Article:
Bits and Bytes from HIMSS10

Nov. 14, 2011
With HIMSS10 now in full swing, I’ve compiled a list of some of my observations from 1.5 days of meetings, events and sessions. At Monday’s keynote

With HIMSS10 now in full swing, I’ve compiled a list of some of my observations from 1.5 days of meetings, events and sessions.

At Monday’s keynote address, HIMSS Board Chair Dr. Barry Chaiken said the healthcare industry “remains frozen in time.” Because it is still largely paper-based, it reminds him more of “a business stuck in 1969” than the IT-driven field it should be. Chaiken spoke about the role HIMSS can play in affecting change, and wants to see less emphasis on humans being forced to recall information. Data, he says, needs to be delivered right to clinicians’ fingertips.

Dan Hesse, CEO of Sprint, talked up a trend that doesn’t need talking up – smartphones. Hesse said more than 80 percent of clinicians will be using the devices by 2012. He believes it is the most rapidly adapting technology in history, citing applications designed to detect cancerous moles and analyze coughs. Hesse also talked about the growing role of monitoring in chronic disease market, the exploding home health care presence, and the impending release of 4G phones.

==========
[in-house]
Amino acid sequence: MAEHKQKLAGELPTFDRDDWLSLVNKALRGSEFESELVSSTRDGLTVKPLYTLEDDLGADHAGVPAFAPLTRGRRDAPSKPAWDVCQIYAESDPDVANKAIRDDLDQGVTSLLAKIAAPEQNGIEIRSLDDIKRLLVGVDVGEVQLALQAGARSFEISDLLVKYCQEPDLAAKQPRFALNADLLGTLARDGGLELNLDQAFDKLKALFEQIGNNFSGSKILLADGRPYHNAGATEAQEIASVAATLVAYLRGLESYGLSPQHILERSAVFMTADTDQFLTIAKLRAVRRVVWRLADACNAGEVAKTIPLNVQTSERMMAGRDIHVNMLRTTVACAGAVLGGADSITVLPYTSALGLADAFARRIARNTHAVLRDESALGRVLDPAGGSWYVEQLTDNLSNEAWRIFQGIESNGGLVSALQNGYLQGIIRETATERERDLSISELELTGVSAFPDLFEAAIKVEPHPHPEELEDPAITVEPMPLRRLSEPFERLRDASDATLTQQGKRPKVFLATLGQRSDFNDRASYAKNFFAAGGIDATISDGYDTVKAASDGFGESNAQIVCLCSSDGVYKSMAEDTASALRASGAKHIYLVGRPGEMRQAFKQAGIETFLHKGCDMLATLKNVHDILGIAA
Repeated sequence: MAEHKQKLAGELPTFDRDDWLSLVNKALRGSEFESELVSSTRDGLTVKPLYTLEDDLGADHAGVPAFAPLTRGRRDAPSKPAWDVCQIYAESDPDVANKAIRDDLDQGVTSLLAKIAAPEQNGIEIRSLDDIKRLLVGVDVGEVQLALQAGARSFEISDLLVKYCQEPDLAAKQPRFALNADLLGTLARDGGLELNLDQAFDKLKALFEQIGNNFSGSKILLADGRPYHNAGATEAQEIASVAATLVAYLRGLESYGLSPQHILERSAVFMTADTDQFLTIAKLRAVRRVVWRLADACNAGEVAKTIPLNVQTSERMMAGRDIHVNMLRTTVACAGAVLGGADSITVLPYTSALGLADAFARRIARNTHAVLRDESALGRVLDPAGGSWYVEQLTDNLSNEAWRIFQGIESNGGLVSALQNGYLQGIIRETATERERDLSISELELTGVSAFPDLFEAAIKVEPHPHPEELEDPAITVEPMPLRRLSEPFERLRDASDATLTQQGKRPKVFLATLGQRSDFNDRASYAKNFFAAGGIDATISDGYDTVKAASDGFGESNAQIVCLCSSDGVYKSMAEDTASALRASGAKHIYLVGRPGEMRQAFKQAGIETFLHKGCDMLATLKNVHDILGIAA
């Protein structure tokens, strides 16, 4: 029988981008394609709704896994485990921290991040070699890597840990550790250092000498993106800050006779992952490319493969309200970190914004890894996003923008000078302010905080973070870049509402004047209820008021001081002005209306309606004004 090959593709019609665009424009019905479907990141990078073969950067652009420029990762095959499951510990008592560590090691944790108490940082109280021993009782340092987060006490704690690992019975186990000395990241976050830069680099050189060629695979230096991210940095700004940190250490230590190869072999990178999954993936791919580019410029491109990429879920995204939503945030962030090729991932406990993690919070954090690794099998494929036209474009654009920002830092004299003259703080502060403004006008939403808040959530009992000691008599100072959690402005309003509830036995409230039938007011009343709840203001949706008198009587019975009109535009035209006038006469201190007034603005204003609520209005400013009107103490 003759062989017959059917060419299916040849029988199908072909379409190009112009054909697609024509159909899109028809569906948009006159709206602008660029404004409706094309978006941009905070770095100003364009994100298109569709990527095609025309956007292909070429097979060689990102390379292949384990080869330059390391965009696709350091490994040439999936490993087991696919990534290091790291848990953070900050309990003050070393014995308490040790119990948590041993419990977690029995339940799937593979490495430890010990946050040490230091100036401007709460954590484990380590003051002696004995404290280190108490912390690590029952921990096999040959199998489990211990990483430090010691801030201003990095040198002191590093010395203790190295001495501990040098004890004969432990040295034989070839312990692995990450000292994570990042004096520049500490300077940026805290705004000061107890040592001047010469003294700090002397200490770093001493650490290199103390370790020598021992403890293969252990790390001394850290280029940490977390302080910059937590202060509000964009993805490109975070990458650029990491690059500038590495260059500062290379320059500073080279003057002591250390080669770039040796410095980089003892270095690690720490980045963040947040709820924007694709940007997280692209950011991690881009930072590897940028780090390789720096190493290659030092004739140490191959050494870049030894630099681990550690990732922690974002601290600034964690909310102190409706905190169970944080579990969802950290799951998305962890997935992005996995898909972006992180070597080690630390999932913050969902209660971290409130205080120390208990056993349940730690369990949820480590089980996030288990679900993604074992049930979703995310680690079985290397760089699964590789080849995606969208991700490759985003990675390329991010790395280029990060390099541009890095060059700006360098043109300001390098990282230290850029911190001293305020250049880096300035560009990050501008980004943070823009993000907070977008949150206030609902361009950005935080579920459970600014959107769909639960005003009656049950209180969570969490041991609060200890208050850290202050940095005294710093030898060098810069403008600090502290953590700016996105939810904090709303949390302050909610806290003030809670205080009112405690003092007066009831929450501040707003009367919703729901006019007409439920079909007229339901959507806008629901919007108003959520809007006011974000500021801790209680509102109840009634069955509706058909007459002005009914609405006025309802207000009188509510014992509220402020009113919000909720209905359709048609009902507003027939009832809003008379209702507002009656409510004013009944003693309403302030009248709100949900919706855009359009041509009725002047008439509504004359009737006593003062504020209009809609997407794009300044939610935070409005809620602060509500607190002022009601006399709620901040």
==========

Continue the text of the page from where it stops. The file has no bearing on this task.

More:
With all of the emphasis on meaningful use (which is understandable), many industry experts are concerned that security and privacy are getting lost in the shuffle. Imprivata CEO Omar Hussain talked about two new applications designed to put clinicians and hospital executives at ease: a cutting-edge authentication technology and a privacy alert feature aimed at preventing data breaches. The emphasis, he said, needs to be on security as well as simplifying workflow for clinicians (preventing them from having to log in and log out all day long).

Security was also a hot button issue with Praveen Chopra, CIO at Children’s Healthcare of Atlanta. Rather than speculating on whether meaningful use requirements will be met, Chopra is more interested in how patient information will be protected when facilities start sharing data on a broader level. Somehow I don’t think he’s the only one wondering that.

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